Anahata, by no means do I say you should not want to or have the desire to do the handstand, what I am trying to say perhaps is contemplate your motivation behind the desire, an asana doesn't happen just on one level, i think you know by now that much more than just the physical aspect is involved.

Trust this clarifies it for everybody concerned and apologise if my initial response was "too fluffy".
AnahataAnanda2010-07-04 16:39:28 +0000 #10

I thank you for your reply. I agree that desire can sometimes lead to suffering because there can be attachment involved, however, i think i mostly side with Siva here. On a completely personal level, i feel that desire is what drives us to accomplishment. It is through desire that we achieve. I would like to know your approach to accomplishment through non-desire. Better yet, how do you discern between desire and motivation? How do you get motivation without desire?
Pandara2010-07-04 18:27:28 +0000 #11
Namaste Anahata,

Desire remains, as you have pointed out as well, the main cause of suffering in our lives. I know it is difficult not to have desire, because what else drives motivation in us then? The simple answer for me is inspiration. That is how I discern between desire and motivation. For example I look at the teachings of Swami Sivanada and it inspires me, which is the motivation behind my spiritual life. Do I desire his life or to be like him? No, by no means do I want to be him or become like him, it just motivates (read also inspire) me to unfold in my own way.

So, instead of having the desire to do the handstand, ask yourself rather what inspires you to do the handstand? I am sure you will notice the difference.
Hubert2010-07-04 17:22:30 +0000 #12
To answer Siva's question: I often find myself performing actions out of desire. Usually, it depletes some of the momentum behind the action ... why ?

Because most of the time, desire is built on subconscious impulses, and those impulses are much more powerful than our conscious choices. When we relize that behind an action, there is something what we don't really know, that scares us a bit, and a part of us revolts. Consciousness revolts and says, I refuse to be the slave of some power I do not know.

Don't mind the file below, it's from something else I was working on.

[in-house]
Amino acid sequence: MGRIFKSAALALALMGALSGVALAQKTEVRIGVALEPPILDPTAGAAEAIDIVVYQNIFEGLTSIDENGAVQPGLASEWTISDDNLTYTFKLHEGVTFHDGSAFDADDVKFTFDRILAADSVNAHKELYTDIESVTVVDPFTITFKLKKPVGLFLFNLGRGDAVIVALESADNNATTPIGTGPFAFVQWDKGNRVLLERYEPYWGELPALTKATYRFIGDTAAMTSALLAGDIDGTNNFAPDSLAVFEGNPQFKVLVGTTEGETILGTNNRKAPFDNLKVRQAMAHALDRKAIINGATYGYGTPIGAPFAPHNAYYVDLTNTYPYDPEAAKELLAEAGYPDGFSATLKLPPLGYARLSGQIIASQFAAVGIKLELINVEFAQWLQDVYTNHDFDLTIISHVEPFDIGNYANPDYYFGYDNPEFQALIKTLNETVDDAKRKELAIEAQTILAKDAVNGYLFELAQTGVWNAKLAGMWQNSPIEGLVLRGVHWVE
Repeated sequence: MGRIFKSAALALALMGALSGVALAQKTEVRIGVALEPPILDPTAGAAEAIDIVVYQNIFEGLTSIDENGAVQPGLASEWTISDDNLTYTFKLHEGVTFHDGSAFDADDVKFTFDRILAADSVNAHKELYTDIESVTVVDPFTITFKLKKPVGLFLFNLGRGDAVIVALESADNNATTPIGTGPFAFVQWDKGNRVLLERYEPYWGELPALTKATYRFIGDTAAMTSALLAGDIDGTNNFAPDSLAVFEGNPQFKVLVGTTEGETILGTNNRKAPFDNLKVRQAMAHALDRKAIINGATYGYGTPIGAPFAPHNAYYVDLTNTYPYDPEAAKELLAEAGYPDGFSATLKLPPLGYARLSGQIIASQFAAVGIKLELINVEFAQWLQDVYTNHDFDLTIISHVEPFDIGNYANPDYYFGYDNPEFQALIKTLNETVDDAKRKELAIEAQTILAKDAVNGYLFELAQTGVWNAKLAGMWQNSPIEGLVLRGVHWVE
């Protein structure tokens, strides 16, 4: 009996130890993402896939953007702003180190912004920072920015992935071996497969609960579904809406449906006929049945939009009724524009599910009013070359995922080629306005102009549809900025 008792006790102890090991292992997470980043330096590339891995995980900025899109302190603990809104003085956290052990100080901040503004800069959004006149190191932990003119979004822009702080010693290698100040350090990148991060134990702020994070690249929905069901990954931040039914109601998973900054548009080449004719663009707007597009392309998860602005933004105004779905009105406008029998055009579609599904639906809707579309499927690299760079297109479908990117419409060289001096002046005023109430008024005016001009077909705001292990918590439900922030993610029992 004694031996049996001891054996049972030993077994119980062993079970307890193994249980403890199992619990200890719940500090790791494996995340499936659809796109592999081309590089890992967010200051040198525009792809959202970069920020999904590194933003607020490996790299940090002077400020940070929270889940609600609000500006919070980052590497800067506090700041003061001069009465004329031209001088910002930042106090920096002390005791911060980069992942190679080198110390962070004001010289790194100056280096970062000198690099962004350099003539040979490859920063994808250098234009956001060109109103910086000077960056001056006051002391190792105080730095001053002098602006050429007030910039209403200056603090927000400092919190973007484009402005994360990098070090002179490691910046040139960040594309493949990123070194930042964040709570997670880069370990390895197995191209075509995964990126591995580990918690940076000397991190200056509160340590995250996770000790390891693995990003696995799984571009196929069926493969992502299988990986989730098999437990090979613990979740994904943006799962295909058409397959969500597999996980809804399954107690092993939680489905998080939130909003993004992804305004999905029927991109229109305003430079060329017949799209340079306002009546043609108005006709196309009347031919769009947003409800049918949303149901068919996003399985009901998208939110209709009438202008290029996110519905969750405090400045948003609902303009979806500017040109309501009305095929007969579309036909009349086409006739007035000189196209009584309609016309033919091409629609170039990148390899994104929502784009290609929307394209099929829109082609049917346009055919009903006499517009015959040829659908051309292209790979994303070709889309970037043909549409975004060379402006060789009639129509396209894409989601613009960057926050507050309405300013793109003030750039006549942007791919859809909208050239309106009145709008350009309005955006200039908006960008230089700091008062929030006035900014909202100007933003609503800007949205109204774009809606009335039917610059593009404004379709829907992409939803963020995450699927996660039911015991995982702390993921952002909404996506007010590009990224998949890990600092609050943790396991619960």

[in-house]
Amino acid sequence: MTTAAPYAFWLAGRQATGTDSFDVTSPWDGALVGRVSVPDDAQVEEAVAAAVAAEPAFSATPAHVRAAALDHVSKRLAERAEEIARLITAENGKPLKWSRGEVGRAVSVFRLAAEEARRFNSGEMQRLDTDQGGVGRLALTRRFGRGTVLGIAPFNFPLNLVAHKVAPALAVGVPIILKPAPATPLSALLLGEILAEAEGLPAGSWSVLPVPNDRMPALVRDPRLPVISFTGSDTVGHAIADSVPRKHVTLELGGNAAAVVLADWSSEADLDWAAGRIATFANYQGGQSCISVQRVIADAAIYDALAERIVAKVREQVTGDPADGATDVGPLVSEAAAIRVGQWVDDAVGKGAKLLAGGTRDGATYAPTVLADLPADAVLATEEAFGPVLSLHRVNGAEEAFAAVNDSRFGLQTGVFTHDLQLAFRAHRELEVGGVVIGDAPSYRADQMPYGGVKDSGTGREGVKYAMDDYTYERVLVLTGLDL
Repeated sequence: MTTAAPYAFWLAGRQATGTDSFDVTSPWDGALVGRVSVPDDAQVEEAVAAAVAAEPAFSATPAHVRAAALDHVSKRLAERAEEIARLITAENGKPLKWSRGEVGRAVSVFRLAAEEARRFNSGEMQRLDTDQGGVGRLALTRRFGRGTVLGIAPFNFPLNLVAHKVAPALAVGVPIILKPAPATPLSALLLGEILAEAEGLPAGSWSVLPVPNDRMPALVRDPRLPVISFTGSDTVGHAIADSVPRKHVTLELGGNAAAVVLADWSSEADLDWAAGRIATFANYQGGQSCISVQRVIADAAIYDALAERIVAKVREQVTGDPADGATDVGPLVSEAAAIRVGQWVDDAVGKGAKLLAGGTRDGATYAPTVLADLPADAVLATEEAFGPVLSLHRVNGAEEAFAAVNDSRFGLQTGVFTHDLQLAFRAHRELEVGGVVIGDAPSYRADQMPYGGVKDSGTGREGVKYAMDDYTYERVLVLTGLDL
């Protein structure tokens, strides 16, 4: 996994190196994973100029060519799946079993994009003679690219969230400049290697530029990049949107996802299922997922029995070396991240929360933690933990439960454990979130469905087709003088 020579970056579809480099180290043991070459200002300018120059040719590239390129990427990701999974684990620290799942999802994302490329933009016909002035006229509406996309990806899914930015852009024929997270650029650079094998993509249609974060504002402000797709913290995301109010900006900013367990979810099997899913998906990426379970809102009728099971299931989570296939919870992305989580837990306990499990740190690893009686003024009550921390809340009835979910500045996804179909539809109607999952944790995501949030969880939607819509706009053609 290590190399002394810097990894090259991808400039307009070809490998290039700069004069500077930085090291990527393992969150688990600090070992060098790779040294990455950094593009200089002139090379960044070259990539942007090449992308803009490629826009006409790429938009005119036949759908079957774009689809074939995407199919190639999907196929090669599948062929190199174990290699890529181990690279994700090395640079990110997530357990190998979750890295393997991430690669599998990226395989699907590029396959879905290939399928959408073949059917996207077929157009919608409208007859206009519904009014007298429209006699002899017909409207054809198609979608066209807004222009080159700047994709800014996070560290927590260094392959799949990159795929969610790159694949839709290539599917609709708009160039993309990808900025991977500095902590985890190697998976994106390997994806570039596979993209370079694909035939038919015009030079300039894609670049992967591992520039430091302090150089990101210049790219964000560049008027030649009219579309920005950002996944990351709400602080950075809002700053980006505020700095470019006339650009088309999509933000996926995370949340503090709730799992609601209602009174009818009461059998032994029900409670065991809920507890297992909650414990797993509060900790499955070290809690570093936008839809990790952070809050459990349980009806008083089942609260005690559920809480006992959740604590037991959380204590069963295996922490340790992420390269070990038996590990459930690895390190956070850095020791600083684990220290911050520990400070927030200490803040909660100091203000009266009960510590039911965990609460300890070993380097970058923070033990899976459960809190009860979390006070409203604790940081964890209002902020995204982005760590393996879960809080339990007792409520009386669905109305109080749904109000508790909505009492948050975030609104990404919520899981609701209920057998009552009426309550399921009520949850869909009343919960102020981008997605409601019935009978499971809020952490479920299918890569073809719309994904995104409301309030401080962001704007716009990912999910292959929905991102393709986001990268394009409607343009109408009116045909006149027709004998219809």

THis is not yet realizing and surfacing the psychic energy of the action, it just relaizing it's unknown origin. This makes it less powerful ... but this is function of our level of awarness. Awarness changes during the day, under as effect of outer (sensorial) influences, focus shifts, so when awarness drops, the power of desire increases again. The real cause, some buried, hidden expereince, or a powerful archetype, usually is not recognized, or revealed.

I made this explanation in terms of psychoanalysis. This does not mean it is just as I wrote, but represents the process well.

The levels of subconscious, unconscious, collective counsciousness, as terms of this field, might just as well be seen as "entities" of a spiritual world. An archetype can be identified with an angel, or devi.

In a way, I like the traditional approach better, because it can be reconciled with the materialist science with greater difficulty, and that in my eyes, is a good thing. ( I acknowledge scientific experiments and their palpable results, but I discard themain hypothesis' they build on them)

The question is not if it's good or bad to be under the influence of a certain desire, but where that desire takes us. There is a reason someone goes to yoga practice. There is a reason someone wants to perform handtsand in the middle of the room. The reasons can be many. Usually they are not that elevating motives as we would like to think.

But this again is because we differentiate high and low ... the lowest things in our life bear the signature of the greatest spiritual powers. We are the ones what make some of these shameful, misuse them, classify them as reproachable with our narrow minds.

Everyone is right. What for Pandara is inspiration, for another man it is just raw desire. For a saint, everything is sacred, and for a sinner everything is dirty. Personal karma unfolds by the power of the carried desires ... it is vane to think that with our human mind and consciousness level, we are able to asess and quickly master our fate. It is a slow process, and most of it is scripted better than we are able to understand. For our benefit, I must add.
AnahataAnanda2010-07-04 17:57:20 +0000 #13

Pandara, that was a great explanation. Ive always struggled with the concept of desire=suffering because its hard for me to comprehend a life without desire. It makes total sense that desire has a final goal. Inspiration/motivation are just ways to progress. Im a little more clear on the idea now, however, it seems like a very difficult thing to accomplish, organically. How have you come to this realization?



Other posts in this category